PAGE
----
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I’ve always been a sucker for symbolism.

Maybe it’s my artistic nature, or the way my mind works, but if there is anything I am trying to understand I will seek out visual representations of it, or create them myself if they can’t be found. I spend as much time contemplating how visual representations of a concept aid or hinder in understanding it as I do contemplating the concept itself.

For well over a year now, one of my many passions has been the Virtues: Prudence, Temperance, Justice, and Fortitude.

Introduced by Plato in his dialogues with Sacrates, the Republic, the Sacratic virtues became a foundational component of Stoic philosophy.

Over the years other philosophers have added, expanded, or attempted to simplify the virtues, but the four key virtues remain relatively unscathed. Depending on the translation, you might see them listed as Wisdom, Moderation, Justice, and Courage. And if you’re a symbolism nerd like me, you will find they are most often represented as an owl, an anchor, scales, and a lion.

To me, the best symbols elicit an emotional response or tell a story that conveys meaning. When I started diving into the symbolism behind the virtues, I was disappointed.

Why is an owl considered the symbol for wisdom? What does an anchor have to do with moderation? Are lions really that courageous?

I decided to dive deeper and see how the virtues were represented in art of a more ancient time. I’m no art historian, but google seemed to return the most results from around the 4th century AD through the renaissance era of the 14th – 16th century. During this time, Christianity grew to be the most dominant religion in the region and the Bible as we largely know it today was assembled.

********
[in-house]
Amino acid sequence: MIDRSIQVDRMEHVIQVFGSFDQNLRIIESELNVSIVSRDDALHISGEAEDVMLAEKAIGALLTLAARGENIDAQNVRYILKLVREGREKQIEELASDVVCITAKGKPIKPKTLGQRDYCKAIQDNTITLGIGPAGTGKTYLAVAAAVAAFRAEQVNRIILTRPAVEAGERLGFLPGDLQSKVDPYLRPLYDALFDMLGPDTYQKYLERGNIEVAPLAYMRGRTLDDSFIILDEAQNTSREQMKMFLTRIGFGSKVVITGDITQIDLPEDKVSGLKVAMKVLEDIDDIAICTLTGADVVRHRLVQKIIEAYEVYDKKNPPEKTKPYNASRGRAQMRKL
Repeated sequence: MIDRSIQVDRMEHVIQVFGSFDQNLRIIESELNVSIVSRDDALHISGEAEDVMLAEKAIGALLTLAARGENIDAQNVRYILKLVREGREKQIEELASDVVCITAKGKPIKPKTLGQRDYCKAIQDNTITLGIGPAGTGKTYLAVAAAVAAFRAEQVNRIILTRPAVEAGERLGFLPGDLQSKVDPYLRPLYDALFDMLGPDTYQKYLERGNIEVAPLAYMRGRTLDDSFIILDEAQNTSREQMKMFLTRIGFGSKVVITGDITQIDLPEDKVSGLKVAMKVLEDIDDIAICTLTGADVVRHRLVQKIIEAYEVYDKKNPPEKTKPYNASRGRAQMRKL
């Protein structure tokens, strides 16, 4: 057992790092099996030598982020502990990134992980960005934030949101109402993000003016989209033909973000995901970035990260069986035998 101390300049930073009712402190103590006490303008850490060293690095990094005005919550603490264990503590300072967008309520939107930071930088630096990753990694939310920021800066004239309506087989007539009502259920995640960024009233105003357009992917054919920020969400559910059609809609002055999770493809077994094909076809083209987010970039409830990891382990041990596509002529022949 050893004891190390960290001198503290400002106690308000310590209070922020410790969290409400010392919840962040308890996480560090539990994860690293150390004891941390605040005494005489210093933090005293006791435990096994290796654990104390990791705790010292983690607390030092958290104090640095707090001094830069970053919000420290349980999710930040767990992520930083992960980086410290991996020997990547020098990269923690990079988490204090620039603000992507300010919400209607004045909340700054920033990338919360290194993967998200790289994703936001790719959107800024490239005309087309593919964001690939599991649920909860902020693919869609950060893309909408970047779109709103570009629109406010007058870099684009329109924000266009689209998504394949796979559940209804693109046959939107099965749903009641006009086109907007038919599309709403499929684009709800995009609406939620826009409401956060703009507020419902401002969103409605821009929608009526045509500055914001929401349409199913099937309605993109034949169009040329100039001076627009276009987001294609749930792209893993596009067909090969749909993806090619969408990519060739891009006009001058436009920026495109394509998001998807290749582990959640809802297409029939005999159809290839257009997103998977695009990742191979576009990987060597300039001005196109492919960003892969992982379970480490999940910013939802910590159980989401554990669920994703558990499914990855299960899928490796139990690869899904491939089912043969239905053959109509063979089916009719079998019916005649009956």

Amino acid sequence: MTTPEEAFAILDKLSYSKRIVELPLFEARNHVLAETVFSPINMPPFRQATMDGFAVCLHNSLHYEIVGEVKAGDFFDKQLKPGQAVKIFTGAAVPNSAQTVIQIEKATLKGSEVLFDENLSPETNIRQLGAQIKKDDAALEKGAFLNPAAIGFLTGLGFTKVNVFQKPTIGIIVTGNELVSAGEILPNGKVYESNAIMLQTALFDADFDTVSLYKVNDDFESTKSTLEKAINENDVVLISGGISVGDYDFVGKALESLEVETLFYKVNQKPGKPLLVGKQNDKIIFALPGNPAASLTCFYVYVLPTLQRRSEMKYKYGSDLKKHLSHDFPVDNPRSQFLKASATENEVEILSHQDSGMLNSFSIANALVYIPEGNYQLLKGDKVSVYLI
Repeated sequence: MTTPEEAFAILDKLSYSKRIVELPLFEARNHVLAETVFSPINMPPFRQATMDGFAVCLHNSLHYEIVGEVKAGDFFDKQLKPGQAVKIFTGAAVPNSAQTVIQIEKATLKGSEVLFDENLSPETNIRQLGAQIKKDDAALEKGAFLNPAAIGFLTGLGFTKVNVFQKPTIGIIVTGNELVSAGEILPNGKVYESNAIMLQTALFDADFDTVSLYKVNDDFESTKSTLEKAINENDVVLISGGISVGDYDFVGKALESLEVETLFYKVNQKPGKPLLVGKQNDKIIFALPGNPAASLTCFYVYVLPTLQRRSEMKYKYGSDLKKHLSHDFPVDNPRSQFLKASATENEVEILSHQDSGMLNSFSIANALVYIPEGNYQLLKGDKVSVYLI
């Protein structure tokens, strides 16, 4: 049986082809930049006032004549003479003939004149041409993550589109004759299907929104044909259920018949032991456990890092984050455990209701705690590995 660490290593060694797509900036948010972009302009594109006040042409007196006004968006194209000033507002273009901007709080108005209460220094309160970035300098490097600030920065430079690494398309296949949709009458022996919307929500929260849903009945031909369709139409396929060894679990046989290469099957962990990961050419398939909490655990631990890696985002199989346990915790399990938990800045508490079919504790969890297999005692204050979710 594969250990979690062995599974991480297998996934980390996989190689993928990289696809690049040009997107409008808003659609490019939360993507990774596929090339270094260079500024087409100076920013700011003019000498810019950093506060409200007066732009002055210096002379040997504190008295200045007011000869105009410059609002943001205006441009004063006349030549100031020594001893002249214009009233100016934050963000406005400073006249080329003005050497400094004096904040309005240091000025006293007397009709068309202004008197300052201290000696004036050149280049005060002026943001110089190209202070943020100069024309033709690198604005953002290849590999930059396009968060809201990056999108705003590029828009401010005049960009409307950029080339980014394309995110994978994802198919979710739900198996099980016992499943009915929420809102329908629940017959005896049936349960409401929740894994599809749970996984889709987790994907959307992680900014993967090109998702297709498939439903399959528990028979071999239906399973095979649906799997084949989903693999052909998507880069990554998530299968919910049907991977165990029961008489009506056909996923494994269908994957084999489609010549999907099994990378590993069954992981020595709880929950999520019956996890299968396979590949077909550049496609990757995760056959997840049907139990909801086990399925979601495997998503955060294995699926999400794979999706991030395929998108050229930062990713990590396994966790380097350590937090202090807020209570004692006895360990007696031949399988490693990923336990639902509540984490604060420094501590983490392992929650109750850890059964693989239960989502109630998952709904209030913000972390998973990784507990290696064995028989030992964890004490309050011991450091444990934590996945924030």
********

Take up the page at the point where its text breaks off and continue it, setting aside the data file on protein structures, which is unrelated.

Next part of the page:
It’s no surprise then, that many depictions of the virtues have biblical themes, especially after “The Union of the Virtues” by catholic philosopher, Thomas Aquinas, in the 13th century, when he combined the four key virtues with the three theological virtues–faith, hope, and charity–as outlined in 1 Corinthians 13 by the Apostle Paul.

It’s also no surprise that at the height of the age of art and beauty some of the most profound symbols of the virtues can be found.

In another post I wrote for CDR I briefly talked about the symbolism of Charity and how I used it to have a better understanding of the concept of love.

As I continue to dive into each virtue and its symbolism I can no longer rely on my memory and internal dialog to keep things in order. After well over a year of picking them apart in my head I feel compelled to sort out my thoughts by writing them. So don’t be surprised if, over the next whenever, you see random (and probably rather lengthy) posts about virtue and the symbolism that represented it in 14th – 16th century art.

You’ve been warned.